Billionaire GoDaddy Founder Bob Parsons Tells Life Lessons at his Alma Mater, U of Baltimore

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Bob Parsons was once just another Highlandtown kid who was scared of the mean nuns at his Catholic school, joined the military after graduating, and worked at Bethlehem Steel after returning from Vietnam. But his story has a different ending than most:  last year, he sold the majority of Go Daddy, his domain registration company, for $2.25 billion, and gave $1 million of that to his alma mater, the University of Baltimore, to endow a professorship. So how exactly did Parsons get from there to here?

The stereotypical dot-com billionaire is a 26-year old Stanford grad with a degree in computer science; when Parsons founded his first company in 1984, he was an accounting nerd with an interest in the growing field of personal computers, according to the story he told UB students this week. After a few years of struggle, Parsons hit paydirt when he lowered prices and marketed aggressively. Ten years later, he sold the company for $64 million and, soon after, started Go Daddy. That business was also a huge risk, and Parsons’ wealth dwindled to a (relatively) paltry $6 million before the company took off.

Since retiring as CEO last year, Parsons and his wife have started spending lots of money on good causes. Along with nonprofits serving AIDS patients, schoolchildren in Haiti, and severely wounded veterans, the couple donated $1 million to Parsons’ undergraduate home, the University of Baltimore. The funds were earmarked to create a program in digital communication, which unites several skills valuable in today’s marketplace:  computer programming, web design, writing, etc. Parsons himself has signed on to guest-lecture several times a year in order to share his experience on entrepreneurship and digital marketing.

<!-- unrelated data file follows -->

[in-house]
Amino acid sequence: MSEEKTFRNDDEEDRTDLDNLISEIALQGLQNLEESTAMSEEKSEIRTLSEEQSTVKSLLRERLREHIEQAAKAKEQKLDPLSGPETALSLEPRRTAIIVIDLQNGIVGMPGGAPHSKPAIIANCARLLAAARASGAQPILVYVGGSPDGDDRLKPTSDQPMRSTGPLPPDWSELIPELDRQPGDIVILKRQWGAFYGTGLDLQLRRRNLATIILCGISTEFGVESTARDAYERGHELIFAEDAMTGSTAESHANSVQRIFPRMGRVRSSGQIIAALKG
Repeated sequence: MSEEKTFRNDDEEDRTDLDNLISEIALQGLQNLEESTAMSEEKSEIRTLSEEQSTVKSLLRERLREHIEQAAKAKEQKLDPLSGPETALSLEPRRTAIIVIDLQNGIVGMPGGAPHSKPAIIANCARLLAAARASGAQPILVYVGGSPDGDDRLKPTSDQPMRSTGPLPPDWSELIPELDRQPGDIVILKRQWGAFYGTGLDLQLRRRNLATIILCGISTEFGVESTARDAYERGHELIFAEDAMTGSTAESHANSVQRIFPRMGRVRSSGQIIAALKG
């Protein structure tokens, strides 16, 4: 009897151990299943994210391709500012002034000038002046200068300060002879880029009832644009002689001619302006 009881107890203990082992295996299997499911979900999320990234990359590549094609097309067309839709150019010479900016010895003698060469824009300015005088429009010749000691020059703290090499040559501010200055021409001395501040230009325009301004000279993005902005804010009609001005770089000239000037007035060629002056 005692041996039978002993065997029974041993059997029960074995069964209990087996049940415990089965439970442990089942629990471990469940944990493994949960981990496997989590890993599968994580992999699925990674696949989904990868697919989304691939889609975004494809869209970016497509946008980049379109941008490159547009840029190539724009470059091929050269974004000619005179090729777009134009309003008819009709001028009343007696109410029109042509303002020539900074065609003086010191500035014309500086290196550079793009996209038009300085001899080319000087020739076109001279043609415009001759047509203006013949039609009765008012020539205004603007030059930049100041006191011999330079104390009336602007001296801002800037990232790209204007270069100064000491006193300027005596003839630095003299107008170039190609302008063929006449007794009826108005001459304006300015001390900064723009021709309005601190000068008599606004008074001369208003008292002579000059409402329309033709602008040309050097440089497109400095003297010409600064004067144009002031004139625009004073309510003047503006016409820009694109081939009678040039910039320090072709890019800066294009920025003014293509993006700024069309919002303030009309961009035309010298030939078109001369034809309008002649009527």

The company Parsons founded has been struggling a bit since his departure. Once (in)famous for scandalous Super Bowl ads, Go Daddy’s 2012 Super Bowl commercial featuring NASCAR driver was ranked last of 55 ad spots. His fondness for ads featuring women in, shall we say, Hooters-style outfits and his personal beliefs about business regulation and internet freedom have drawn ire from some quarters. But we salute his dedication to his alma mater, and we’re excited to see what new entrepreneurs emerge from the program that Parsons has funded.



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